thoroughly dispersed therein, the polymer may be compounded with practically no mastication and the usual breakdown of the structure of the rubbery material is thus avoided, so that articles having improved properties may be readily obtained. I

Because of the difllculty of cohesion between the rubbery polymers containing carbon black polymerized therein, the forcing through orifices as in injection molding is of particular advantage in that a strong, homogeneous uniform article may be readily prepared from the dry powder.

able to rubbery polymers.

By forming the polymer with the carbo black '15 For the same reason, when the latex is utilized directly it is desirable to incorporate in the latices of the present invention another less highly polymerized latex, a natural latex, or other tack-producing material. v

It is seen that in accordance with the preser.- invention sufilciently large amounts of carbon black or other suitable pigment are dispersed in the individual particles of a finely divided unmasticated polymer to materially improve the properties of the rubbery composition.

It will also be seen that the results obtainable with the present invention show that the micelle theory of polymerization, which was subscribed to by a large number of those skilled in the art, is incorrect. This theory held that in emulsion polymerization only the small amount of polymerizable material dissolved in the soap solution was activated to start polymerization, and that ,during the progress of the polymerization all of the polymerizable materials migrated from the original globules thereof to the nuclei thus formed to give particles of rubbery polymer, separate and distinct from the original globules of polymerizable material. The fact that carbon black remains within the globules when intro duced therein in accordance with the present invention is in conflict with the micelle theory, since carbon black is obviously insoluble.

The solution of the problem involved in the present invention is independent of the particular rubbery polymer produced and is applicable to an infinite variety of rubbery polymers. Thus, it may be desirable to vary the relative proportions of the polymerizable materials in the monomer or to substitute them by other polymerizable materials as they become available. The proportions and the numberof ingredient polymerizable to a rubbery mass may be varied, as will be apparent to those skilled in the art. The present invention applies not only to such polymerizable ingredients as may be known at the present time but also to those which may be hereafter produced that are polymeriz- The polymers, how'- ever, should be preferably of the type which are vulcanizable either with sulfur or, other agents capable of converting the material, with or without heat, from the plastic to the elastic state.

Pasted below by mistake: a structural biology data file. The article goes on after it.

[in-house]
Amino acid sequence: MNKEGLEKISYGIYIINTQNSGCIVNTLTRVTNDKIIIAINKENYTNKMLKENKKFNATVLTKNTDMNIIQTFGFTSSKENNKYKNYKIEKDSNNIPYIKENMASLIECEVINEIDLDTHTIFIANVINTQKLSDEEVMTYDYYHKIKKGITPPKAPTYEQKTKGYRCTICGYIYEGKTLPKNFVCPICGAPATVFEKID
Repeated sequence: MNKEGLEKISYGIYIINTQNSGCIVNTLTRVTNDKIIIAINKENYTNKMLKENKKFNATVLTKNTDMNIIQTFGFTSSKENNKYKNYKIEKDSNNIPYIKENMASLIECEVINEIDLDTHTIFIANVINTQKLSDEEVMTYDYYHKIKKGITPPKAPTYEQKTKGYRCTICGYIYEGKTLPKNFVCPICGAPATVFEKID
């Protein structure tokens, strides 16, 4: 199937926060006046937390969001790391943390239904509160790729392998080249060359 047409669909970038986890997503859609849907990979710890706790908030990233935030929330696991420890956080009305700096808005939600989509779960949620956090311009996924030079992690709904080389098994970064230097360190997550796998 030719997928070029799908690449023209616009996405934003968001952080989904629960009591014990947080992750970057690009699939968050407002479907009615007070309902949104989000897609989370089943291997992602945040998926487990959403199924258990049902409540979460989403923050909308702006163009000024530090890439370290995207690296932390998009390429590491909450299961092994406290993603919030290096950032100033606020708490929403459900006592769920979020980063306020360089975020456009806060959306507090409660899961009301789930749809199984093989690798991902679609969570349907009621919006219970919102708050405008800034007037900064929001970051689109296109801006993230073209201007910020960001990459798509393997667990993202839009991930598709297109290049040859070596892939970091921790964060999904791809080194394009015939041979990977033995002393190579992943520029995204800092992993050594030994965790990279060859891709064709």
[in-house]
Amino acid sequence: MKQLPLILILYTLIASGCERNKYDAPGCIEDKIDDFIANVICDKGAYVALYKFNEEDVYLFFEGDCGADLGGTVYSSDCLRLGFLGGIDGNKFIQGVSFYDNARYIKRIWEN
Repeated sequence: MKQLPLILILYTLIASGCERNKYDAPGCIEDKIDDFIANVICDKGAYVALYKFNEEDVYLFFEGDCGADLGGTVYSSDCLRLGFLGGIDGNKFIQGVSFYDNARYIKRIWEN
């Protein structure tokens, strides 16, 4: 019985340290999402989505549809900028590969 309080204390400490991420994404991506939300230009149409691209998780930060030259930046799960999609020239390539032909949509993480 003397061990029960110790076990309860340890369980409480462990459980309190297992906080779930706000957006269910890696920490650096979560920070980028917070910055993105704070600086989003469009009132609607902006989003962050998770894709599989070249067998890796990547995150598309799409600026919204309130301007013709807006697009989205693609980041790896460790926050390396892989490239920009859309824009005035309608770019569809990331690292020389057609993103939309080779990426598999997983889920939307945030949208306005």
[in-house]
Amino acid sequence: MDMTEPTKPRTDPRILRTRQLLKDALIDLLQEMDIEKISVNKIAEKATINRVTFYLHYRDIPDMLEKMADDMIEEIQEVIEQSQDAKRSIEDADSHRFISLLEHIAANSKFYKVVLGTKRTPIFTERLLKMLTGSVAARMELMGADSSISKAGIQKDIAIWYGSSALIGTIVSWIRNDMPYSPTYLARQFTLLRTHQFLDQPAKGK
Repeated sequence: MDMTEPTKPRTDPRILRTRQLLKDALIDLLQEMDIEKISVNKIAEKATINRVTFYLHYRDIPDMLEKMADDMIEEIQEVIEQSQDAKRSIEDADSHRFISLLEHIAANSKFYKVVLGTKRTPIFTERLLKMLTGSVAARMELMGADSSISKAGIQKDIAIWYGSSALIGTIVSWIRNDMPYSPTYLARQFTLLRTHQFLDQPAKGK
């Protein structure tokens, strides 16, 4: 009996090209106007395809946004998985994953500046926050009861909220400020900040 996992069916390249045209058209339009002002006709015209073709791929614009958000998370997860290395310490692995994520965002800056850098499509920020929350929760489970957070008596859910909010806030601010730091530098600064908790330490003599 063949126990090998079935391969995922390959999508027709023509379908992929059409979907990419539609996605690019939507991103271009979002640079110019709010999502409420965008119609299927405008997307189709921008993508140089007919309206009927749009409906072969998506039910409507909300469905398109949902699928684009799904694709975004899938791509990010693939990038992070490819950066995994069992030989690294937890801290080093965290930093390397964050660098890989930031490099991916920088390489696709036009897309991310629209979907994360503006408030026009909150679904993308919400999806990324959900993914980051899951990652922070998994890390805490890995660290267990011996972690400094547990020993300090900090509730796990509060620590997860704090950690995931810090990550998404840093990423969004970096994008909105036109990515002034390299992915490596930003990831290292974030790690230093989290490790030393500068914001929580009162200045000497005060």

Even with rubbery products produced by condensation, (rubbery condensation polymers) e. g. certain rubbery reaction products of dibasic acid, such as sebacic acid, with glycols, diamines, and the like, the carbon black may be retained in the rubberlike materials by incorporating it in the less water-soluble constitutents in accord.- ance with the procedures above pointed out. In such cases the thickener and anti-agglomerant if used should be non-reactive with the ingredients.

It is thus seen that the term vulcanizable synthetic rubberlike material as used herein is, in its broadest scope, entitled to include sulfurvulcanizable synthetic rubbers as well as other forced by carbon black when masticated as in the case of natural rubber. I am also aware that these patents specify that the carbon black may be added to the hydrocarbons before or after the polymerization step. The above patents make no distinction between the results obtained or obtainable when the carbon black is added to the,

unemulsifled hydrocarbons, when it is added to the emulsified hydrocarbons, or when it is added to the coagulated rubbery mass after polymerization. While these patents contain examples of the addition of black to an emulsified hydrocarbon they show no method whereby the black may be caused to enter and be retained in a dispersed phase of an oil-in-water type of emulsion of the monomeric material. v

It is to be understood that variations and modiilcations of the specific processes, products and apparatus herein shown and described for purposes of illustration may be made without dep ting from the spirit of my invention.

the appended claims the term polymer is used in a generic sense to include copolymers. The terms noninhibiting polymer" or noninhibiting thickener" in the claims respectively designate those polymers and thickeners that do not prevent polymerization in the presence of a catalyst. The terms rubbery-to-resinous polymer and rubbery-to-resinous thickener include both rubbery and resinous polymers and thickeners.